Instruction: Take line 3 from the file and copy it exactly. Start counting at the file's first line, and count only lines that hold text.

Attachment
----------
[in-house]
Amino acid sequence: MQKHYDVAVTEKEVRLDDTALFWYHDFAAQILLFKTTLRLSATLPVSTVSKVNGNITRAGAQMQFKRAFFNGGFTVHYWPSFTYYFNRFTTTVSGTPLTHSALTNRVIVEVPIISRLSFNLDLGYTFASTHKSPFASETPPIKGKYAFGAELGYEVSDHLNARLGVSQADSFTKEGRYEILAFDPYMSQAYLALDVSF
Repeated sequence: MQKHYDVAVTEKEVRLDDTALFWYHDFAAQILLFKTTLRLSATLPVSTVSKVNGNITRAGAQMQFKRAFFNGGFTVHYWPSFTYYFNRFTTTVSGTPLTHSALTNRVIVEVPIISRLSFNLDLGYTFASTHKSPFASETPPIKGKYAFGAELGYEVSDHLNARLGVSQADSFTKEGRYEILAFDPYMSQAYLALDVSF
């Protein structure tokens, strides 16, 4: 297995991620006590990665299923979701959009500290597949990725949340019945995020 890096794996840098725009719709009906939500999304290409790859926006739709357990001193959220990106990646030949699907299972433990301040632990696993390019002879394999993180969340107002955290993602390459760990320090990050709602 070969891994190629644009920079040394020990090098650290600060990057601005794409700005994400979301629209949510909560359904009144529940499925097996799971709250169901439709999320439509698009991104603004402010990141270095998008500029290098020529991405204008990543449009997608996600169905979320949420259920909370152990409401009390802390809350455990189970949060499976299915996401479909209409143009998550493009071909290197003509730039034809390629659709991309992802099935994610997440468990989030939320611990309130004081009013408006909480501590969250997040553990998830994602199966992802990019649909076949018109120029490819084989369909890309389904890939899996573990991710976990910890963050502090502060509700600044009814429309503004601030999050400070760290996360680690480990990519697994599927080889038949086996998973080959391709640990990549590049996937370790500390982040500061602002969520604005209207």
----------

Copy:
Repeated sequence: MQKHYDVAVTEKEVRLDDTALFWYHDFAAQILLFKTTLRLSATLPVSTVSKVNGNITRAGAQMQFKRAFFNGGFTVHYWPSFTYYFNRFTTTVSGTPLTHSALTNRVIVEVPIISRLSFNLDLGYTFASTHKSPFASETPPIKGKYAFGAELGYEVSDHLNARLGVSQADSFTKEGRYEILAFDPYMSQAYLALDVSF